M ondulkiri is one of the few provinces in the Kingdom that you can spend hours
flying over and see only vast expanses of pristine jungle unfettered by the
hands of humankind. It is quite a sight to see - seemingly endless, lush, green
forest wrapped sparsely by tiny streams with only a rare foot path in
In the province's remotest corners herds of wild bantang quietly
guard muddy ponds as their only source of water during the dry season. Tigers,
wild elephants and other critters also abound.
The Kingdom's national
animal - the kouprey, or jungle cow, probably the world's rarest mammal - is
reported to have been sighted there in the past two years. It is said to be
hiding out in tiny enclaves of thick forest whose most recent human visitors may
have included American soldiers also hiding out safely on deep-penetration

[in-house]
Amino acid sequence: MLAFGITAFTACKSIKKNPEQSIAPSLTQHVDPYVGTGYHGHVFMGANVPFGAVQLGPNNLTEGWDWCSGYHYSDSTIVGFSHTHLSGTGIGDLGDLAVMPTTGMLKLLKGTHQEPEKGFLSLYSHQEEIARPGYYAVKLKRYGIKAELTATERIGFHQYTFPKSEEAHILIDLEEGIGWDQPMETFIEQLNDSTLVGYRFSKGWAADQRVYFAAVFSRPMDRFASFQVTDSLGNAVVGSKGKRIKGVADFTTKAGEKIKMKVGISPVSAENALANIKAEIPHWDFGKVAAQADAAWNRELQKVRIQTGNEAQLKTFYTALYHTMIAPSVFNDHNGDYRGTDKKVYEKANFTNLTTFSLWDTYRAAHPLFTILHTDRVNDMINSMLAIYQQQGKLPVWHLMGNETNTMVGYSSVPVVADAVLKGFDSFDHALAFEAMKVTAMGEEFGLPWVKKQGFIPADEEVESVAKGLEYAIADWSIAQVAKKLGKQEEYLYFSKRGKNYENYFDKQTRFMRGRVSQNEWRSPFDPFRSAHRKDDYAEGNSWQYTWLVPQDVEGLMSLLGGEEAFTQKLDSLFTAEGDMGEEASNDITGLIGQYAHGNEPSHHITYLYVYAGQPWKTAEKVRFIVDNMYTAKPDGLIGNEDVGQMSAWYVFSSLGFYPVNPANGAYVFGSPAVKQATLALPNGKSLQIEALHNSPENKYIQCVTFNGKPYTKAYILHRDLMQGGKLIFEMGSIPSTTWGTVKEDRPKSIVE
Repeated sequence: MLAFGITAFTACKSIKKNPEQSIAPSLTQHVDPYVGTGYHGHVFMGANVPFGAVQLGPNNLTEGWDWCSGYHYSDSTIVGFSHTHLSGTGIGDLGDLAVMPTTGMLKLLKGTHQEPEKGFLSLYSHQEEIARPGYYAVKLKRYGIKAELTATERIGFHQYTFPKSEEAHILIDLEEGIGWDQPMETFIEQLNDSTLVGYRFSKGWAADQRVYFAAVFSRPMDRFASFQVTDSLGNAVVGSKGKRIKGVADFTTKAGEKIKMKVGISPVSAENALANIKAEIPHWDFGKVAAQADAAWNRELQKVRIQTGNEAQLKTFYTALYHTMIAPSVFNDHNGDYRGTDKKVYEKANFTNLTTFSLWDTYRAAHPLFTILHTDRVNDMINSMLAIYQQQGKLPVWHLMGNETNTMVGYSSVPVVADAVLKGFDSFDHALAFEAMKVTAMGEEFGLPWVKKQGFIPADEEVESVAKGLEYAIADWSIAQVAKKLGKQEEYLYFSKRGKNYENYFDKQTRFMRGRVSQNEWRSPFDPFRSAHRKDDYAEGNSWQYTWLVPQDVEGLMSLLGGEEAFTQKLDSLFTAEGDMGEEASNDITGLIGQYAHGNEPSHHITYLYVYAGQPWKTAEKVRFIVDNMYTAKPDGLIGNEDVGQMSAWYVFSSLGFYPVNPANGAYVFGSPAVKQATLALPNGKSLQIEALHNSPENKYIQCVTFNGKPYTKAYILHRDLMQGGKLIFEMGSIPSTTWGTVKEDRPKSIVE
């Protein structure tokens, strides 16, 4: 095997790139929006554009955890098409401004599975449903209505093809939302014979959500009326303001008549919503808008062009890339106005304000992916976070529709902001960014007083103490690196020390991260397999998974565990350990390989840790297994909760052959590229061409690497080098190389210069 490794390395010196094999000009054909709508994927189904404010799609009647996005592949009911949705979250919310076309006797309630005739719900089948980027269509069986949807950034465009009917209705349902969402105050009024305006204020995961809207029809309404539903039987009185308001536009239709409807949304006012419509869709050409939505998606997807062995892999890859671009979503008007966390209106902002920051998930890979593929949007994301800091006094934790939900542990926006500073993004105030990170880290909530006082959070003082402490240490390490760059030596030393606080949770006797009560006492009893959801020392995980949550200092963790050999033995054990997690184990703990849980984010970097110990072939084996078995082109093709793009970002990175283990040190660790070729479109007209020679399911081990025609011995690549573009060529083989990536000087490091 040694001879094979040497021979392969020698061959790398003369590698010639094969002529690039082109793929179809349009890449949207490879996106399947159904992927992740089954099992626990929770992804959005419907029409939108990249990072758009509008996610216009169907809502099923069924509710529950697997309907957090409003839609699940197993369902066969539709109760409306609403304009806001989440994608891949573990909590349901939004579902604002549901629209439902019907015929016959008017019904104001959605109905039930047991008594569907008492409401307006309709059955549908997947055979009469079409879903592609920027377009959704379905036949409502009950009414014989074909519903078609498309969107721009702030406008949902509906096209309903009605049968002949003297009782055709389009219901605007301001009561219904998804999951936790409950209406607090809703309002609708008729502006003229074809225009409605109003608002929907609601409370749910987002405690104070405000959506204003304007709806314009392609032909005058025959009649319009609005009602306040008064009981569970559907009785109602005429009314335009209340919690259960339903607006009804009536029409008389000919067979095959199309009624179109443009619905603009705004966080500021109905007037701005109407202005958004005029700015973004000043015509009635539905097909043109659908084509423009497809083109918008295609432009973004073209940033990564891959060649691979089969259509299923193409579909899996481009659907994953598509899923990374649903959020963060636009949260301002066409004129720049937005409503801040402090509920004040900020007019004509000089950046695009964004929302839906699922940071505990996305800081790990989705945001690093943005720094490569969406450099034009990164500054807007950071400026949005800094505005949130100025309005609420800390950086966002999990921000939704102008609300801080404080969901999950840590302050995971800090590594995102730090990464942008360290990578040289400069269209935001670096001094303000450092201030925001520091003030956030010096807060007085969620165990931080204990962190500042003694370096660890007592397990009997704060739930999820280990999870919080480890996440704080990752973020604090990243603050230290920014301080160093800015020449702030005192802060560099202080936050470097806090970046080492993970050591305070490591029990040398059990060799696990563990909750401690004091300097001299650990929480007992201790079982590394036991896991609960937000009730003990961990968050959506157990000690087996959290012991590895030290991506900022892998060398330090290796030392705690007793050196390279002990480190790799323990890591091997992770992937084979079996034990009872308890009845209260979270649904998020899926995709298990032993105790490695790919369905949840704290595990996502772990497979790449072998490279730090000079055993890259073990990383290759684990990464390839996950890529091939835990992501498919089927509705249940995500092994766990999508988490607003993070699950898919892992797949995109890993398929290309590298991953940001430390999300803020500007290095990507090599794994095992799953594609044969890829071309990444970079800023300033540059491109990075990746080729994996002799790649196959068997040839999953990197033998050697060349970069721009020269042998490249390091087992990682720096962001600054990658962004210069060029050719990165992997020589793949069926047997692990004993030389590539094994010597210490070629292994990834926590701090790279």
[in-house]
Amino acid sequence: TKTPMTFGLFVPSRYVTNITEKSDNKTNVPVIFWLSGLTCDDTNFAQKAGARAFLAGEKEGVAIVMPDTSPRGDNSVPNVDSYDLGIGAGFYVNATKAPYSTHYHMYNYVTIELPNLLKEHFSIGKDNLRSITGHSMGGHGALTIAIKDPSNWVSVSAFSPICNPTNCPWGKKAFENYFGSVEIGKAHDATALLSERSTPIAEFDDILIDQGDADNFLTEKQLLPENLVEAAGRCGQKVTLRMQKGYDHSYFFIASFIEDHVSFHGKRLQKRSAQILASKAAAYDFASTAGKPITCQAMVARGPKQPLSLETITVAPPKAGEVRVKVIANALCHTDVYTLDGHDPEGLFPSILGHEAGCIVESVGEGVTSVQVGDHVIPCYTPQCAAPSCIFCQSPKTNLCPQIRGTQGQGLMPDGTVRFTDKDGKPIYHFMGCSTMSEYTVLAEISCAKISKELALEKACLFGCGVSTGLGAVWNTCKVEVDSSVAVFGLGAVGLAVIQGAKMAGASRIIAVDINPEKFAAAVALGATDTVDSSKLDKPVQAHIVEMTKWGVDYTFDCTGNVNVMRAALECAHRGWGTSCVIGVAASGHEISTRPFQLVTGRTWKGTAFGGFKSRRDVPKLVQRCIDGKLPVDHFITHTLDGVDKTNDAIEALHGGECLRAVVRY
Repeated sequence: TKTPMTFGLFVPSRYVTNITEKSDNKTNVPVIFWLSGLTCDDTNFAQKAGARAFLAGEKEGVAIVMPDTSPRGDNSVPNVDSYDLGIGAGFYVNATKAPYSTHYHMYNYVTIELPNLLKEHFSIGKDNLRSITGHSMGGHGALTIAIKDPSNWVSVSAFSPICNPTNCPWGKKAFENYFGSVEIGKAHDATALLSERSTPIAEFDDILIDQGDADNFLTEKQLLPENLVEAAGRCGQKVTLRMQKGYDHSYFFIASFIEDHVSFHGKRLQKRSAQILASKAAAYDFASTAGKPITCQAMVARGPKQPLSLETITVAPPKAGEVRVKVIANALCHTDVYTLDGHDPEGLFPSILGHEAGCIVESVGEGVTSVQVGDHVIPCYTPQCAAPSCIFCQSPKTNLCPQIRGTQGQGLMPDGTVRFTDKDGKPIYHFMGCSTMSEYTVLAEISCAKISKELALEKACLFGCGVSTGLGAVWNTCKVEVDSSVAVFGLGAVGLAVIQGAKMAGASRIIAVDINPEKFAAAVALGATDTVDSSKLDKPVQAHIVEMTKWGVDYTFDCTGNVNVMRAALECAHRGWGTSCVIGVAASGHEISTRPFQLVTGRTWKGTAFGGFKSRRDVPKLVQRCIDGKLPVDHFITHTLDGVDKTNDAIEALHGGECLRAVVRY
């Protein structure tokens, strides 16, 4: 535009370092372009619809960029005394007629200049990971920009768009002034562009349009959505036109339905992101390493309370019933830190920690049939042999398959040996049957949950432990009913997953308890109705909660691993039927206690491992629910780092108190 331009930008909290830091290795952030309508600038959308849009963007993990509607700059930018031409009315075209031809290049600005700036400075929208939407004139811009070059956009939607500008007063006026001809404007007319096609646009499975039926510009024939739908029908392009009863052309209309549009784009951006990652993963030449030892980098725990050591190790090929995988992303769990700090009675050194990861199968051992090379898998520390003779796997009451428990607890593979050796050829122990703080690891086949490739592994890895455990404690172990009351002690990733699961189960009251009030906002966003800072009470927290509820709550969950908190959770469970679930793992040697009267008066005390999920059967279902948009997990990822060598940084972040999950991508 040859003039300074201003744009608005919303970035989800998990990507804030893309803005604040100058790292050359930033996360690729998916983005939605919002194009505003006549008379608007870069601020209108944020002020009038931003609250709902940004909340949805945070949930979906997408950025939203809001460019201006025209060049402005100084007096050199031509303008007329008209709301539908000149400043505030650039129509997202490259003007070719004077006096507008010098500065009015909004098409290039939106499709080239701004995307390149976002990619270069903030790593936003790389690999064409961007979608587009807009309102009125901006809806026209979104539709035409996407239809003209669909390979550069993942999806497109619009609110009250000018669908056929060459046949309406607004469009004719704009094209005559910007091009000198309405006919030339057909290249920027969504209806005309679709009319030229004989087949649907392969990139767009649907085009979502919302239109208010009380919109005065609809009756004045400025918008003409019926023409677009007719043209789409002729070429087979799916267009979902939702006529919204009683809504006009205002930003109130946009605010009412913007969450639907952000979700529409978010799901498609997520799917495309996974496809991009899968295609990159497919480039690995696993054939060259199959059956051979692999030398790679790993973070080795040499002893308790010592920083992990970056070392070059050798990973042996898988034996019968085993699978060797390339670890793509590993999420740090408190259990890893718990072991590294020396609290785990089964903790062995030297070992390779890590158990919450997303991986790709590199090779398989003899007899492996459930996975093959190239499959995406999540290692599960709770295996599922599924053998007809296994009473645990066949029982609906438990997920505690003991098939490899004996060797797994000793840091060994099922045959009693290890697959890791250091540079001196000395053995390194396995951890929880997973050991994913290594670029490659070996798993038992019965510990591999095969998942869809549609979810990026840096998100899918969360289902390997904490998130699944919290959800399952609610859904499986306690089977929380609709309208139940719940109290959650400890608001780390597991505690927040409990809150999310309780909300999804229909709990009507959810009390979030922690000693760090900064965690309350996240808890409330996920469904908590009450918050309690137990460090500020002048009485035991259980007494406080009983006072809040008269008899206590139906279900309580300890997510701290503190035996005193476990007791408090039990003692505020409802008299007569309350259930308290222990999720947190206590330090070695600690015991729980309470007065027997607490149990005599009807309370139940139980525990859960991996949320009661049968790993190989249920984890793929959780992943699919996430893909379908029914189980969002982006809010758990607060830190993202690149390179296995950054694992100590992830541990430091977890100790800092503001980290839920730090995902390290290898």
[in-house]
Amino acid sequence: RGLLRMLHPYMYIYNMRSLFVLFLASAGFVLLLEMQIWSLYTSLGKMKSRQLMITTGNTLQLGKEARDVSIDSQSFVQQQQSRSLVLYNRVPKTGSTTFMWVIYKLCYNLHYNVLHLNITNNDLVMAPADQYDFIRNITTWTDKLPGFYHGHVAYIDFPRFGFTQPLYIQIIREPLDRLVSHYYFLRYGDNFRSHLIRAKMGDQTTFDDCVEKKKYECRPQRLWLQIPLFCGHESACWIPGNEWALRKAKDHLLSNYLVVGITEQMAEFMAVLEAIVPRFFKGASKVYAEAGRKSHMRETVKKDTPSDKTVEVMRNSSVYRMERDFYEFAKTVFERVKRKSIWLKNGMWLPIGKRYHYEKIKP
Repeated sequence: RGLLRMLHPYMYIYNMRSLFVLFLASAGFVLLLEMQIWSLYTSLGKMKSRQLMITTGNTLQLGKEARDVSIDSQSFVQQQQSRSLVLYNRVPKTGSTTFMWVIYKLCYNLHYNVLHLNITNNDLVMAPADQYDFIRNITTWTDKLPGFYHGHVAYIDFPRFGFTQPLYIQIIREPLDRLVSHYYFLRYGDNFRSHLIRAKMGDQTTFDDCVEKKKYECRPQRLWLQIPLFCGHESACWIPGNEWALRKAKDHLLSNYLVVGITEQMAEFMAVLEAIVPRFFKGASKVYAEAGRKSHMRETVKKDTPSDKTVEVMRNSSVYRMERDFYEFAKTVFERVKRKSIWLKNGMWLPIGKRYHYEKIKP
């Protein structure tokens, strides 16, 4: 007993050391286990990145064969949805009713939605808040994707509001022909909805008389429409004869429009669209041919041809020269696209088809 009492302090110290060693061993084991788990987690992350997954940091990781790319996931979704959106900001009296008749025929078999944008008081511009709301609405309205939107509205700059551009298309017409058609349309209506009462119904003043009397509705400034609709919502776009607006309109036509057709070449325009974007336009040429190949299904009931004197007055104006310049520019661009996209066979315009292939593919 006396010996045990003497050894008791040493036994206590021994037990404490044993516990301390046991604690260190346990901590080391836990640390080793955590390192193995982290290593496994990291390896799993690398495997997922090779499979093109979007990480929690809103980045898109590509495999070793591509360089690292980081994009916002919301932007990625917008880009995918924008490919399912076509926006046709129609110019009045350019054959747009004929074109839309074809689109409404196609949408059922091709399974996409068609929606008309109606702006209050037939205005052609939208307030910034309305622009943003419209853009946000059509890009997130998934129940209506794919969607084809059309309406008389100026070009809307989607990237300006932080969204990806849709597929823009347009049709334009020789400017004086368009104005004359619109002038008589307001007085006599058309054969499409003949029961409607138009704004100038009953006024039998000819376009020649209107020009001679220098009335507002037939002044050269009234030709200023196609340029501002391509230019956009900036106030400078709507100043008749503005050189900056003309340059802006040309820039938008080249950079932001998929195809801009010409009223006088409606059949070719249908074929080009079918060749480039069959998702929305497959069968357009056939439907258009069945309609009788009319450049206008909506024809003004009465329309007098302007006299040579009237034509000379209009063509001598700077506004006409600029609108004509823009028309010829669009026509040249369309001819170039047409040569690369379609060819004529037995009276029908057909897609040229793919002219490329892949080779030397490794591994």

missions inside Cambodia designed to interrupt traffic on the Ho Chi Minh trail.
That was more than two decades ago.
It's fair to say that more than fifty percent of Mondulkiri's population has
never seen anyone you or I have ever known.
People who live there rarely
go beyond the province's borders, because on the ground it takes literally days
to go anywhere else. The province is virtually cut off with roads nearly
From Sen Monoram, the provincial capital, the best way by
land to get to Phnom Penh, or anywhere else in Cambodia, is to go through
Vietnam. Although people who make the trip complain regularly of getting "taxed"
heavily by the Vietnamese for the passage, both in and out.
rich in resources - timber, gems and some of the Kingdom's most productive if
not isolated gold mines. It is also plagued by malaria with as many as 95
percent of the population infected with the disease.
Franck Nolot, a
Frenchman with a penchant and the youth for lost corners of the world went there
and took a few pictures, some of which are shown on this page.